The first floating house to be permitted in the United States was completed and opened for public touring on October 6 in New Orleans' Lower Ninth Ward. Designed by Morphosis Architects for the Make It Right Foundation, the FLOAT House is Morphosis founder Thom Mayne's reimagining of a New Orleans vernacular that is compatible with the city's changeable environment. To adapt to the region's most severe weather conditions—hurricanes accompanied by flooding—the house acts like a raft and floats by as much as 12 feet above its foundation as water levels rise.
In designing and engineering the FLOAT House prototype, Mayne, FAIA, and Morphosis' Los Angeles design team were joined by his University of California – Los Angeles (UCLA) graduate architecture students and engineering consultants. Working for the past two years on engineering a viable solution, the team developed and manufactured a mast and chassis system that combine to anchor the house securely while allowing it to float out of harm's way during severe flooding.
"It's like an airbag in a car: you hope you never have to use it, but when you need it, you really need it," says Mayne. When a hurricane is expected, residents can close the hurricane shutters, lock up the house, remove themselves from harm's way, and rely on the knowledge that the house will still be standing and will be relatively undamaged when they are able to return.
FLOAT House's design takes into account the Mississippi River delta's ecology, the flooding record, and the city's cultural and social history. The 1,000-square-foot house is a simple shot-gun style 16 feet wide by 58-feet long, set on a raised four-foot base in the New Orleans tradition. Designed as a floating chassis, the base is a prefabricated module constructed of polystyrene foam coated in fiberglass-reinforced concrete, forming a lightweight foundation capable of floating. The chassis houses all of the home's electrical, plumbing, and HVAC equipment, protecting it during floods. The house rises vertically along two steel guide posts at both ends of the structure that are fastened to reinforced concrete pads anchored to the ground by driven wood pilings.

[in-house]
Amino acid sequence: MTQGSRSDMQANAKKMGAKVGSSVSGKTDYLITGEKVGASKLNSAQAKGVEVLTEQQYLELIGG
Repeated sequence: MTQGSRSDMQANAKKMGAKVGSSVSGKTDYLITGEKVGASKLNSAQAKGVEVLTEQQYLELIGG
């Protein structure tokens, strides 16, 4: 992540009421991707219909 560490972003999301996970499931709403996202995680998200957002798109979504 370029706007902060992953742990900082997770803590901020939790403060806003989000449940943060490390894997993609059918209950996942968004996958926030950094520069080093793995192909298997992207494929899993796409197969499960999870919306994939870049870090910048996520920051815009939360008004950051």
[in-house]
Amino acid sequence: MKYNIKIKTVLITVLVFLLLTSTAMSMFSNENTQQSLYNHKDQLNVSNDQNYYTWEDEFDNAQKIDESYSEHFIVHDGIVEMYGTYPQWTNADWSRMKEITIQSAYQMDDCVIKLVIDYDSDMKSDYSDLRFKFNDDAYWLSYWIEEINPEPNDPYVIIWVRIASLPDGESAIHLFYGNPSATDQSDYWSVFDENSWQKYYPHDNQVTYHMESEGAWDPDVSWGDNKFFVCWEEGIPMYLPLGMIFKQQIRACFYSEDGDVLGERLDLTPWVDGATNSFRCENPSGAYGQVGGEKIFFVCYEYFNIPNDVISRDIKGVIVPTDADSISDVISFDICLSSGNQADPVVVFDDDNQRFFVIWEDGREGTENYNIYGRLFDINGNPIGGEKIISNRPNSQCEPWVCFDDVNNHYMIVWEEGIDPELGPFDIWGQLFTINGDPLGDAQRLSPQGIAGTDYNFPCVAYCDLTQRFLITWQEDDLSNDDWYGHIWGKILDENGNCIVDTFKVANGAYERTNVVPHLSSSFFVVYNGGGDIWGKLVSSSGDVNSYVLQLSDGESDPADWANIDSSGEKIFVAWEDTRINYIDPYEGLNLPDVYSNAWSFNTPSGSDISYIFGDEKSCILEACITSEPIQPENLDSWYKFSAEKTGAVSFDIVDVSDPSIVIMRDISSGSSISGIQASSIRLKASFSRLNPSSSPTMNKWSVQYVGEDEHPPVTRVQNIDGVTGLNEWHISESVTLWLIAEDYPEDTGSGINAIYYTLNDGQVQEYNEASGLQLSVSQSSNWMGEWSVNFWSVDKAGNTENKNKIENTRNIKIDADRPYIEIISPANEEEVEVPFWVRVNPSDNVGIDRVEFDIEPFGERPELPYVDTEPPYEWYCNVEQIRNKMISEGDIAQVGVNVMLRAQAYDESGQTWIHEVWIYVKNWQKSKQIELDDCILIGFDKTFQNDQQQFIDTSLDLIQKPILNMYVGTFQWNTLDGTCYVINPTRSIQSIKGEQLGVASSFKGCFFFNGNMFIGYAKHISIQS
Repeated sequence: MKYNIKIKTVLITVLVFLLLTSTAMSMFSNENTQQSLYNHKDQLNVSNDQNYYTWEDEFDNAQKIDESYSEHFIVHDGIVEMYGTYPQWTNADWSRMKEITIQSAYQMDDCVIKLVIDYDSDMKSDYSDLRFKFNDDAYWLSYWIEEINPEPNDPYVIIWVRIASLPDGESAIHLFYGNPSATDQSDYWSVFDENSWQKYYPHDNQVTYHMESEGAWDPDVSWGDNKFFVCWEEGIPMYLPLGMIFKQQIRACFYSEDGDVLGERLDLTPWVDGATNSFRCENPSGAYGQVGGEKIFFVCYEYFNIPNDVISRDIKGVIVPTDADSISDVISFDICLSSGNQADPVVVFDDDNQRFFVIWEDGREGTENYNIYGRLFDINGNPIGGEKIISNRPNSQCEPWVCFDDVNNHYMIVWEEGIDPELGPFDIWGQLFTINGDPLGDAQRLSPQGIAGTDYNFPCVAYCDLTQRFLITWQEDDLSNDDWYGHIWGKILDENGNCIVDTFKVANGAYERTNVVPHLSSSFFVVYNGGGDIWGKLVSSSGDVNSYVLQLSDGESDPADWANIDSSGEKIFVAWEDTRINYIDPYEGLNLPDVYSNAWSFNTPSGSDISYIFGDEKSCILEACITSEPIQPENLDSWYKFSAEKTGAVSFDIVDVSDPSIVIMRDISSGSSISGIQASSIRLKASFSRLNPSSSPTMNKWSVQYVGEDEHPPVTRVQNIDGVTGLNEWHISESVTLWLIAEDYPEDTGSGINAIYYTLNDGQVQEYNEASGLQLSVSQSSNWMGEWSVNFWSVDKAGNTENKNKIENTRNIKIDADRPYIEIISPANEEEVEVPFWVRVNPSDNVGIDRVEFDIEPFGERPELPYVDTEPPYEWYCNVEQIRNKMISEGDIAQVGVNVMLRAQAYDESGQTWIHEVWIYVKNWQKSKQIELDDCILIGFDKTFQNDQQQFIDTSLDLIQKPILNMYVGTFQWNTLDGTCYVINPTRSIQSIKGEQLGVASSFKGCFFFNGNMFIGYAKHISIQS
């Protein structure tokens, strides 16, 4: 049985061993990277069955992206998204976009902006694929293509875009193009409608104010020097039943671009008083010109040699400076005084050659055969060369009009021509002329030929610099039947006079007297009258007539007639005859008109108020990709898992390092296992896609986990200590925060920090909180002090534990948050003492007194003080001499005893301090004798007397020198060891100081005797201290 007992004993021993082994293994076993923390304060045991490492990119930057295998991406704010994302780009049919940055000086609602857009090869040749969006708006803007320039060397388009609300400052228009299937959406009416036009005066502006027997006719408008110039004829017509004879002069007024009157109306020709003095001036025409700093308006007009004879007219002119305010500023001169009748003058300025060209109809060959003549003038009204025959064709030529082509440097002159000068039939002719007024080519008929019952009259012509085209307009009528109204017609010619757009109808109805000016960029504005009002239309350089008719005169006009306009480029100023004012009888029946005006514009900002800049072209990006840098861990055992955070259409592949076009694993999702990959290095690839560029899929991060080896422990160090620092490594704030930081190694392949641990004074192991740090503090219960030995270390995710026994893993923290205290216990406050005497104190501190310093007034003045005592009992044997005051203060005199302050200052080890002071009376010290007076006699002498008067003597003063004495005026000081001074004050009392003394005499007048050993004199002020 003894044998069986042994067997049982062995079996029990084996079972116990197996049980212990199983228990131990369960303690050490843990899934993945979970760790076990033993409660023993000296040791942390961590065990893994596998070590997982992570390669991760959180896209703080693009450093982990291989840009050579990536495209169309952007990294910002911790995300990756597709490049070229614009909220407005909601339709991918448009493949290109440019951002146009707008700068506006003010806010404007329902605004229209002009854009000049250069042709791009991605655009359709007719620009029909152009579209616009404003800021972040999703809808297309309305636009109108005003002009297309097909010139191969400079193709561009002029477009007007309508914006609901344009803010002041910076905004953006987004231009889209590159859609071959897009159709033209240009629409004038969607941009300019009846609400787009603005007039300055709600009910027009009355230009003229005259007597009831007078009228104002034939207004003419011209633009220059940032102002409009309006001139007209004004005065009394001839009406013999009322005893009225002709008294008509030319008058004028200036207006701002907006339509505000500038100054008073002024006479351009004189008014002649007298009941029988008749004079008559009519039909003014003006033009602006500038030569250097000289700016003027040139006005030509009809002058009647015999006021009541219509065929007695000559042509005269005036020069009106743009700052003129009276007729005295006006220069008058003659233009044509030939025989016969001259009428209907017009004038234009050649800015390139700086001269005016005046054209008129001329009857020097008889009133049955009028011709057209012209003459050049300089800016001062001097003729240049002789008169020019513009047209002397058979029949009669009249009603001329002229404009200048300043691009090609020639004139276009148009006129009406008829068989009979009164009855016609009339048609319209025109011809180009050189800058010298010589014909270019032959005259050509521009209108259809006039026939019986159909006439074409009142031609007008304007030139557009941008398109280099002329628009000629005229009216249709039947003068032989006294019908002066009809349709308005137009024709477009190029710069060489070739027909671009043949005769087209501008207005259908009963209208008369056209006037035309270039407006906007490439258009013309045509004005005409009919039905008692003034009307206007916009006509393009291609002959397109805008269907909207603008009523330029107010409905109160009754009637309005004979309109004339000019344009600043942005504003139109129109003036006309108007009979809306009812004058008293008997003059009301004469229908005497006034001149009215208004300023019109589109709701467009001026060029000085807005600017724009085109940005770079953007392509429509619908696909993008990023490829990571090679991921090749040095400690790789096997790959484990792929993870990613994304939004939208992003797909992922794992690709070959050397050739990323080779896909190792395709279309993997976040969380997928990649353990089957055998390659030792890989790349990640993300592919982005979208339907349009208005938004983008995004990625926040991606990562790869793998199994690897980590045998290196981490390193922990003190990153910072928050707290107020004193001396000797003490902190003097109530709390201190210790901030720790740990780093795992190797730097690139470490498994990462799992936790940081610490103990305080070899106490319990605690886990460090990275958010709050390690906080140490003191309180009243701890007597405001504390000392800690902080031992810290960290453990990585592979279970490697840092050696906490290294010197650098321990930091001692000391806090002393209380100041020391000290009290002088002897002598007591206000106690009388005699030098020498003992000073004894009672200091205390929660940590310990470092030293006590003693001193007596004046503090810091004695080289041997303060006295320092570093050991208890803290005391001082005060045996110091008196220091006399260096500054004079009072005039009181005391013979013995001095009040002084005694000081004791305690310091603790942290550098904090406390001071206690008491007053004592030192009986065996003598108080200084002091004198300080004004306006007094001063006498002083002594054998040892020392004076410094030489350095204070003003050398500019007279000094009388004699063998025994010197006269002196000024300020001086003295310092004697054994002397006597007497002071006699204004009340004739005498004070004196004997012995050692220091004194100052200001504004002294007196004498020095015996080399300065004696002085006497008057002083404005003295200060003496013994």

Mayne says the chassis can accept any home configuration; FLOAT House's shell and floorplan are just one design option. In addition to hurricane resistance, being able to float above floodwaters, and being modularly built, the house incorporates high-performance systems, the most energy-efficient appliances available, photovoltaics for electrical generation, and a geothermal heat pump. It's on track to achieve a LEED-H Platinum rating. Comfort and aesthetics were as important as performance, Mayne says. In addition to concealing all of the house's high-tech systems, the design team respected the neighborhood's established aesthetic, preserving the front-porch culture and maintaining the house's orientation to the street.
Floating residential structures, Mayne believes, are the ideal solution for New Orleans, which currently sits about three feet below sea level and continues to sink by about 1/8-inch each year. Analysis of the region's climate data indicates that a hurricane lands in the New Orleans area every three and a half years, Mayne points out.
Having developed a solution for residential building in flood zones, Mayne's goal now is to study the prototype's performance and modify the design as necessary with an eye to scaling up to mass production and achieving an affordable price tag. "This house has to sell for $150,000; at 1,000 square feet that's very aggressive," he acknowledges. Mayne believes the system can be adapted to communities around the world facing similar climate challenges.
Make It Right is currently evaluating potential residents for the first FLOAT House.